11/60 Soo Hwan Lee, 35, an unemployed data recovery specialist, says he likes the cold, which is good because he's using just enough heat to keep the pipes from freezing.
"When my wife's away on business, I turn down the heat," he said.
Lee, of Queen Village, was laid off from SunGard Data Systems Inc. in March, two weeks before his wedding. And if there's any indication of how unemployment changes one's social status, it's this: Of the 37 former SunGard colleagues invited to his wedding, only two attended.
"I said, 'OK, whatever.' "
Lee grew up in Cheltenham, having emigrated from South Korea in 1984. When he was a youngster, he scavenged the curbsides on trash day. "If there was a broken VCR in the street, or anything broken in the house, I would take it apart," he said.
That mechanical aptitude was useful when he helped SunGard's clients either recover lost data or design and test data recovery systems.
Fixing the problems relies on a knowledge of software, and of all the mechanical components and peripherals.
"That's what I like about the troubleshooting," he said. "It's not going to be identical every time. You have to try to figure out what's wrong and fix it as quickly as possible."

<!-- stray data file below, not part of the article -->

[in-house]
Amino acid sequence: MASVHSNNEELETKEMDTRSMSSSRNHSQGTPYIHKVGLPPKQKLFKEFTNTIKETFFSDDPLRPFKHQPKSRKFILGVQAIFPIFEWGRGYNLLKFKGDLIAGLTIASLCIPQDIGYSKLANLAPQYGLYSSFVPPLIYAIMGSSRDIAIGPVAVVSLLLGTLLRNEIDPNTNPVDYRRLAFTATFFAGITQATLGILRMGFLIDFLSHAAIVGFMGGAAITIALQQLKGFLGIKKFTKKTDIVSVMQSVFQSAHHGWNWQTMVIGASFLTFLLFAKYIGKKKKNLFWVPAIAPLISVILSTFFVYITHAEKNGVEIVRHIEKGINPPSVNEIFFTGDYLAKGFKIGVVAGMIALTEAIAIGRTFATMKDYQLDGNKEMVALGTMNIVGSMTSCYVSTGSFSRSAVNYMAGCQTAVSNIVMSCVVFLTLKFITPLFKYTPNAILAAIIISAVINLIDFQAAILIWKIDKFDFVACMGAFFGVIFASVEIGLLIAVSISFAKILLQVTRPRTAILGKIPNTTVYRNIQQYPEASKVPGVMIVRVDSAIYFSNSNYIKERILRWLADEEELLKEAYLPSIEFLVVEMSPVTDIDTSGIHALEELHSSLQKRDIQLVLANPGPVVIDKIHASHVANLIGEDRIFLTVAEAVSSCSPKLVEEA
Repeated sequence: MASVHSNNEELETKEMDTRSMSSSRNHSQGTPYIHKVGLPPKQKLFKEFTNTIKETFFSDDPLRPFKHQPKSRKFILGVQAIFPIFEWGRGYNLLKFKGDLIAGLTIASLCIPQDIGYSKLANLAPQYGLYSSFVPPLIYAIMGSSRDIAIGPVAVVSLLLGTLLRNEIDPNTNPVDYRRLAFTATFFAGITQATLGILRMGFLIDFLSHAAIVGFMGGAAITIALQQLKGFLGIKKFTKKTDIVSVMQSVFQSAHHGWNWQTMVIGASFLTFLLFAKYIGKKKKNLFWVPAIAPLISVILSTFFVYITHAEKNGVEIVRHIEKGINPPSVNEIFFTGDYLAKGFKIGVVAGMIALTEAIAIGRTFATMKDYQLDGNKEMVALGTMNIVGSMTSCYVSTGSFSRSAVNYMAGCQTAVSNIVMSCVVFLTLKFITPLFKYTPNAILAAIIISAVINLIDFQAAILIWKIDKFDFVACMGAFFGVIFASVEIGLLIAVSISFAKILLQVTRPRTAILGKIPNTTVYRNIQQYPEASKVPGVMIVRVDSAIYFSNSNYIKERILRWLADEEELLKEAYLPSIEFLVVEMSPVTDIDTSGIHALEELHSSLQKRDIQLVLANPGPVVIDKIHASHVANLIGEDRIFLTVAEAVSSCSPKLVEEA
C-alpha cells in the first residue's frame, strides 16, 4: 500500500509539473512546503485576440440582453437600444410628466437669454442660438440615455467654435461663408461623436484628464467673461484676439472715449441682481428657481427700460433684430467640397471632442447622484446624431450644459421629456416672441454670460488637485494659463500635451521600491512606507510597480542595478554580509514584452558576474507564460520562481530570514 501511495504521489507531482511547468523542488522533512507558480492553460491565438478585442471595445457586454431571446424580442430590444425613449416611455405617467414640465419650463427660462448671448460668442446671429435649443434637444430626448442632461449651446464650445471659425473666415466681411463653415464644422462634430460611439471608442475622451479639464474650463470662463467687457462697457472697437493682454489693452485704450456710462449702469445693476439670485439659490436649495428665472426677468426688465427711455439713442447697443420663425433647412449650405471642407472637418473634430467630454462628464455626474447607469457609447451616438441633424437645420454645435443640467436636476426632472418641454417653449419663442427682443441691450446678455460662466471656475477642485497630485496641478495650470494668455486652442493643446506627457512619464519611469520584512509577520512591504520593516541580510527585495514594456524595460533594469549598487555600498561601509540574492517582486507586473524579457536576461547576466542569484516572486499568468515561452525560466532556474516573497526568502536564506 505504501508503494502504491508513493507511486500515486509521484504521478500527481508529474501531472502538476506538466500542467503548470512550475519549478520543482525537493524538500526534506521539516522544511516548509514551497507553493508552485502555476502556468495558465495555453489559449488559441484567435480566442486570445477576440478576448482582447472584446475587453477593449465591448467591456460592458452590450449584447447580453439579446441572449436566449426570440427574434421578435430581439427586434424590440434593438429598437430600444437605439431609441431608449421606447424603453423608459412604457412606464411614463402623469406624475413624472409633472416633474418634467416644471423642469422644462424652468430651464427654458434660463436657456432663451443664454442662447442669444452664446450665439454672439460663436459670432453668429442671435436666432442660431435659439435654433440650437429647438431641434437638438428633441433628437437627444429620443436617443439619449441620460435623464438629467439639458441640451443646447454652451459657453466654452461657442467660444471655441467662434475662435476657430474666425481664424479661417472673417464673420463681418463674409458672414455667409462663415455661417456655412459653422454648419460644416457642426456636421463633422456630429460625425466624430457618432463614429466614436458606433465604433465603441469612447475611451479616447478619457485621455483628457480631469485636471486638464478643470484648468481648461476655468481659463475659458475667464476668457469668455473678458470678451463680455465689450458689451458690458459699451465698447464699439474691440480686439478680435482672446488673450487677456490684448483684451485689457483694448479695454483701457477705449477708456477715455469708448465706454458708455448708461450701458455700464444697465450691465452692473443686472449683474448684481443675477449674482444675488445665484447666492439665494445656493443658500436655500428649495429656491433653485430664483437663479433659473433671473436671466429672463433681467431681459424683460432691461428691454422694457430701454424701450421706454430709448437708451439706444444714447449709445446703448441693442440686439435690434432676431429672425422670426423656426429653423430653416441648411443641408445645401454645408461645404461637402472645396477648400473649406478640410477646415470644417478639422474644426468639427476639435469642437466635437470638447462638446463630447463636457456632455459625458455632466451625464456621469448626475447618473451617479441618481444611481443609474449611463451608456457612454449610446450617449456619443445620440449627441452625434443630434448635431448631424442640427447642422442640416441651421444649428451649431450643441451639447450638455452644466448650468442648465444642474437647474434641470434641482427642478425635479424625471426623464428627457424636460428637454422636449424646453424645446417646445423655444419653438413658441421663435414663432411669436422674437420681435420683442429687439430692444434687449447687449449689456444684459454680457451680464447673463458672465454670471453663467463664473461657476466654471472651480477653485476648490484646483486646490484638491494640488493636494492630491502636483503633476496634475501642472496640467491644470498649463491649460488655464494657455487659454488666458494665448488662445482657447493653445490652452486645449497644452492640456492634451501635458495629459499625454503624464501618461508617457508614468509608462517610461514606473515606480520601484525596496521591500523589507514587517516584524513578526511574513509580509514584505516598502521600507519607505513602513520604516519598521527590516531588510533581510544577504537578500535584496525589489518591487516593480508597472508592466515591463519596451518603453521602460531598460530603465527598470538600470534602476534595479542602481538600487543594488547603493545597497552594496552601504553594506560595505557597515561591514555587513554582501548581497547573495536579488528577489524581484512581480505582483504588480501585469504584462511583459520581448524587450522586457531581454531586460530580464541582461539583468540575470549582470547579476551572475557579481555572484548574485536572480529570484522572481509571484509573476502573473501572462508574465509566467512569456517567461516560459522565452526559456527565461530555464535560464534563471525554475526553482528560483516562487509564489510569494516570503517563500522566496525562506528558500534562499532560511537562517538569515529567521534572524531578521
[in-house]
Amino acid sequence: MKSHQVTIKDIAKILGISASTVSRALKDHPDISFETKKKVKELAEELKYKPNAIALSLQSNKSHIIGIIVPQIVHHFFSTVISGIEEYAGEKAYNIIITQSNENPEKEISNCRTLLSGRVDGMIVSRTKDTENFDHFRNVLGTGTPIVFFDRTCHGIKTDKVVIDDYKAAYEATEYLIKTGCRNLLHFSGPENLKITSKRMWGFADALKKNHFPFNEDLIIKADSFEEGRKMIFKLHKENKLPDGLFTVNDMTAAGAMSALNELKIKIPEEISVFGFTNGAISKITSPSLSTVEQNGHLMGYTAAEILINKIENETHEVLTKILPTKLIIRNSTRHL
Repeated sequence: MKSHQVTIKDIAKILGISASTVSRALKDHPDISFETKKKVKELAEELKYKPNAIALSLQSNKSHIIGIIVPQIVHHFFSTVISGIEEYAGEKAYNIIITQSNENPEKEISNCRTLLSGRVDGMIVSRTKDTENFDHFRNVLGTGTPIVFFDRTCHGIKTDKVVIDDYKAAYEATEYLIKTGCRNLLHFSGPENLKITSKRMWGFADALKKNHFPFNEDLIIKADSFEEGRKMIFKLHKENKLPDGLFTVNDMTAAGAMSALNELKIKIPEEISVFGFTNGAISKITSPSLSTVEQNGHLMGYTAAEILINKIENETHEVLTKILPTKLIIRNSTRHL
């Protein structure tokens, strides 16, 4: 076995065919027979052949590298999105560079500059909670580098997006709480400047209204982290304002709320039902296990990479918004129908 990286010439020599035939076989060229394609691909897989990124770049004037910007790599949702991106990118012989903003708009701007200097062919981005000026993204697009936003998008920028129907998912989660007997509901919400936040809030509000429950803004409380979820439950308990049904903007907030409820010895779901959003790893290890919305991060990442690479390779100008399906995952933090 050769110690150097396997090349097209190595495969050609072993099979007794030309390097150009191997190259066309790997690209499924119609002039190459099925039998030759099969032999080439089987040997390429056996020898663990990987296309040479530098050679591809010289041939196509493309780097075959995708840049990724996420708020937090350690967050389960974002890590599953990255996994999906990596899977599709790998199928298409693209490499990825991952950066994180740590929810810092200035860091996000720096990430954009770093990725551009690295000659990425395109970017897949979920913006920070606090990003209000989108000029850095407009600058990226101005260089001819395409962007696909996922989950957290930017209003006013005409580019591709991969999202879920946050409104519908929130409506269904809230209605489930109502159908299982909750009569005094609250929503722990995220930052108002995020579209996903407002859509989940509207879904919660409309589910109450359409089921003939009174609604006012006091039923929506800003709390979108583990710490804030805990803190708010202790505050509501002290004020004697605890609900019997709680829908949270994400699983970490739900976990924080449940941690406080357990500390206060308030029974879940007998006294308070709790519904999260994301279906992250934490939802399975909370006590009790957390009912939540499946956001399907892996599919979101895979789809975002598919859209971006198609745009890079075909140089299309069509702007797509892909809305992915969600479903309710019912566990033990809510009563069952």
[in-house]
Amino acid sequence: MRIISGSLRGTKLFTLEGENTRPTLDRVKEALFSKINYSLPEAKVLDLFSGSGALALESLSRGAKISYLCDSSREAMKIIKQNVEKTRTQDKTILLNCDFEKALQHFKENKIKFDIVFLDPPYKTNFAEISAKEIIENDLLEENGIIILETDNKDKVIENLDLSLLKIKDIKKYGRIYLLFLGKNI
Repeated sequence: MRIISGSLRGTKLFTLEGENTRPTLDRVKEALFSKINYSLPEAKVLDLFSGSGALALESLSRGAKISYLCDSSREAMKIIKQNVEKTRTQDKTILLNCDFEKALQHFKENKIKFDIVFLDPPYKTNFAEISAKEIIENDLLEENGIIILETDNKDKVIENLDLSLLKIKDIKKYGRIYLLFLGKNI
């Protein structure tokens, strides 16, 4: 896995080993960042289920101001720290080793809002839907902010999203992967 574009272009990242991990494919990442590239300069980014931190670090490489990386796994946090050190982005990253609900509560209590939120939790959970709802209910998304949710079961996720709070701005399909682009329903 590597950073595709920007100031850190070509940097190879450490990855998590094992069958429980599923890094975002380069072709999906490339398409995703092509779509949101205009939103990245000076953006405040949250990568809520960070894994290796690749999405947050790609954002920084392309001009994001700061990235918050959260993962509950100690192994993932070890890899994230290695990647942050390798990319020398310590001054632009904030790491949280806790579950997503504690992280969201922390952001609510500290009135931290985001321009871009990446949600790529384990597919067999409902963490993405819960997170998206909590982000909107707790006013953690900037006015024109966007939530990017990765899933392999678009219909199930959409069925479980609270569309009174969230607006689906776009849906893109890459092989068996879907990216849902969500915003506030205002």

Lee came to SunGard as an intern from Drexel University. When Hurricane Katrina walloped New Orleans in 2005, he worked 10 hours a day every day for a whole month, remaining calm when clients were stressed.
Update: As of December 2011, Lee is working fulltime out of state. He is expecting a baby in the spring.
- Hometown: Philadelphia.
- Profession: Disaster recovery specialist.
- Experience: Designed and tested
data disaster recovery plans,
created troubleshooting policies
and procedures, created
documentation, installed hardware
and cabling, assisted customers,
trained new hires.
- Education: Drexel University -
bachelor's in information technology.
- E-mail address: email@example.com
- Soo Hwan Lee's LinkedIn page
Fewer high-profile disasters means less hiring - until another disaster strikes.
These days, he networks with friends and looks for jobs. His unemployment benefit barely covers the mortgage, and the couple must still pay the mortgage on the his wife's former house. It could be rented, but it needs work and there's no money to handle the repairs.
"Unemployment is very stressful," he said. "I've worked all my life. Even when I was 12, I worked in my parents' dry-cleaning stores."
He could open his own dry-cleaning business, but he dreads the idea. "I've done that for so many years," he said. "I don't want to do it."
The Inquirer is not endorsing this individual as a job candidate; potential employers should conduct their own background checks.
Contact staff writer Jane M. Von Bergen at 215-854-2769 or firstname.lastname@example.org.